What is in this article?:
- Sesame crop looking to find a home in lower Southeast
- Boost seen in sesame acres
- Alabama growers are discovering that sesame is a low-input fit on their farms.
- Farmers contracted to grow a record 7,500 acres of sesame in the state in 2013.
- Variable costs of production for sesame are from $100 to $130 per acre.
SESAME ACREAGE IN Alabama hit a record 7,500 acres in 2013. Shown are, left to right, Ben Ingram, sesame contract agronomist, and Harris Sistrunk, east Alabama farmer.
East Alabama farmer Harris Sistrunk has successfully grown cotton and peanuts in the past, but now he’s looking for crops that require lower inputs, and sesame might just fit the bill.
“This will be our second year for growing sesame, and we’re hoping to plant about 180 acres,” he says. “This past year, we planted nearly 550 acres, and I was pleased with the results.”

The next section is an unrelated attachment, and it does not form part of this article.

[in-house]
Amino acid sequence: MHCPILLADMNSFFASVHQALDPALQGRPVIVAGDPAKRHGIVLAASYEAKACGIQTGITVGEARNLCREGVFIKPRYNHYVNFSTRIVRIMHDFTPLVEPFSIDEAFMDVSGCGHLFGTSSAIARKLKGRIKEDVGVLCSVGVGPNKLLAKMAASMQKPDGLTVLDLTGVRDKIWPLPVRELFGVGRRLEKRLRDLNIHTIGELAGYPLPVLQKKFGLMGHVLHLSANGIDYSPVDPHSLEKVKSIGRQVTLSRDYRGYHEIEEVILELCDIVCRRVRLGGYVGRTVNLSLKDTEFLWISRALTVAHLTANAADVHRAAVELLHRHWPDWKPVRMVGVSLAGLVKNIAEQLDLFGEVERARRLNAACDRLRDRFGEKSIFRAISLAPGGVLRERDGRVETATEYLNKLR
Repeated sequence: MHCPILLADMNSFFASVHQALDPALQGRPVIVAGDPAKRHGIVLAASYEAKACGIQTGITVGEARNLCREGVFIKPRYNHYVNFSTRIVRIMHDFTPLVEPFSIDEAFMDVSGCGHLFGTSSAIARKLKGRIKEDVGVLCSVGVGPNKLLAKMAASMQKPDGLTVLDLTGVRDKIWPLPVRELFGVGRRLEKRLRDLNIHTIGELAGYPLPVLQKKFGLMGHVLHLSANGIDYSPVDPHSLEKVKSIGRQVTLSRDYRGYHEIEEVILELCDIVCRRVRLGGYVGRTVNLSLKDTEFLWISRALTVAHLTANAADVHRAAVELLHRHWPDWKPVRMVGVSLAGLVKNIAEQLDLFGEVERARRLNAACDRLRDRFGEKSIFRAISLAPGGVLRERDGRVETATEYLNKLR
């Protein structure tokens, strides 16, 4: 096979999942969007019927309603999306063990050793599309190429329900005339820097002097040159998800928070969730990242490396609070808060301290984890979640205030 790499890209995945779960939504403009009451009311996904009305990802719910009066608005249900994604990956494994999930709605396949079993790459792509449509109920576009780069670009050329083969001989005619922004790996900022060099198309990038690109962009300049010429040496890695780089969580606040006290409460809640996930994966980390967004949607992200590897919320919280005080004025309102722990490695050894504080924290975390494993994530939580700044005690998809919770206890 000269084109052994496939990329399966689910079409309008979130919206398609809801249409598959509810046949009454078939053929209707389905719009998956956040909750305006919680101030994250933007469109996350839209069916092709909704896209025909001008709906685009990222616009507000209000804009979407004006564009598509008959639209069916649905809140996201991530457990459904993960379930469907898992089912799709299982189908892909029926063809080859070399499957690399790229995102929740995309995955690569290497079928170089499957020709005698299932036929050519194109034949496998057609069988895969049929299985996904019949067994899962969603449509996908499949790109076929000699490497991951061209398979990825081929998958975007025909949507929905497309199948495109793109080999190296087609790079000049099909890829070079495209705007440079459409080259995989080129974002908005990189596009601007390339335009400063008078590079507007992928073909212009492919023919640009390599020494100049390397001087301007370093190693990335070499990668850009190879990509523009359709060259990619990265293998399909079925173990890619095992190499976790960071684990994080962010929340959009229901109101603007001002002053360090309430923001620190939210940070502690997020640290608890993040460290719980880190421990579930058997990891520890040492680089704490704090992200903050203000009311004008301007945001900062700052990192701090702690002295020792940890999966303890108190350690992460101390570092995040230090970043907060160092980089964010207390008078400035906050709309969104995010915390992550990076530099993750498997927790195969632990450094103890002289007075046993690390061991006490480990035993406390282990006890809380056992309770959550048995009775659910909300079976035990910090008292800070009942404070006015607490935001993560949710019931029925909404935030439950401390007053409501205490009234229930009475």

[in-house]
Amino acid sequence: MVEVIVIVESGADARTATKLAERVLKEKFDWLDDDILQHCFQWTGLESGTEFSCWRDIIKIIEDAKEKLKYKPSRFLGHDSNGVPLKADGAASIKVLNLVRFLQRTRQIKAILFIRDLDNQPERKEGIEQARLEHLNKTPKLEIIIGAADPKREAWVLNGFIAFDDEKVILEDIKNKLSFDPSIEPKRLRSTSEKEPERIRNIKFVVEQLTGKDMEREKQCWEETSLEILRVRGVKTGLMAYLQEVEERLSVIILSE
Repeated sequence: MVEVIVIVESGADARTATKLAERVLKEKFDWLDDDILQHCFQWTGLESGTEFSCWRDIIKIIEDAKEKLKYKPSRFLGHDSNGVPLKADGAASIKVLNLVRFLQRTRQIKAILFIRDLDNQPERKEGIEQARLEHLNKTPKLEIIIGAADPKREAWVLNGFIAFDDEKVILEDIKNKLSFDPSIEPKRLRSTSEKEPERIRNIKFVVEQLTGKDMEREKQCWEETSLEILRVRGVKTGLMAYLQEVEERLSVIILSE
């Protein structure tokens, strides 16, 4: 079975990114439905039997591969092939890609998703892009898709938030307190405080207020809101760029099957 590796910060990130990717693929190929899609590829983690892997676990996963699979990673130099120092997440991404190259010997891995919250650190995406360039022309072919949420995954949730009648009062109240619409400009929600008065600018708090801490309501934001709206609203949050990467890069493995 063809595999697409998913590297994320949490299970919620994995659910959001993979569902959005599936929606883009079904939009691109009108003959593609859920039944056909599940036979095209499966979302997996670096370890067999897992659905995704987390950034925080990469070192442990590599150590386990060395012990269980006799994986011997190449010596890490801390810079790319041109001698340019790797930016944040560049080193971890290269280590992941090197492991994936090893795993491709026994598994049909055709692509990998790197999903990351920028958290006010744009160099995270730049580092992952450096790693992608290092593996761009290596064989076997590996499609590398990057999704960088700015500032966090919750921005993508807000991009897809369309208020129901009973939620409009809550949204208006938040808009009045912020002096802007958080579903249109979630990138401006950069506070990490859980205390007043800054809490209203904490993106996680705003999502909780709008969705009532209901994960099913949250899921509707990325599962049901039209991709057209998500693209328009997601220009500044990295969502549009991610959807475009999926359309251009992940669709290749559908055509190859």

While there were a few morningglory and other weed issues, Sistrunk averaged about 1,235 pounds of sesame per acre in 2013, and that’s counting more than 50 acres that were drowned out by excessive rainfall.
“The weather in 2013 made us a lot of sesame and took out some. It was all under irrigation, but we only watered it to get the crop up. It was a wet year, so we never irrigated it again.”
Sistrunk says he intended to grow more sesame this year, but certain chemical restrictions prevent him from planting it in places on his farm for 12 to 18 months.
“This year, they’re paying me 50 cents per pound for irrigated sesame, and I’m following wheat. I’d rather plant it full season, but that was the only place I could put it,” he says.
In 2013, Sistrunk grew sesame, corn and wheat. This year, in addition to sesame, he’ll grow “wall-to-wall” soybeans. It’s a change from his traditional crop mix.
“Last year, we went with crops with lower inputs. I haven’t grown peanuts or cotton in a while because of the costs. When you have to make an above-average yield to break even, it’s just not worth it. I usually make above-average yields, but if you have to do that to break even, it’ll catch up with you.”
Sistrunk had friends who grew sesame, and they liked it enough to try it again. “It fit really well into our rotation and it made us money. We’re just trying to stick with low-input crops that’ll make us fairly decent profits,” he says.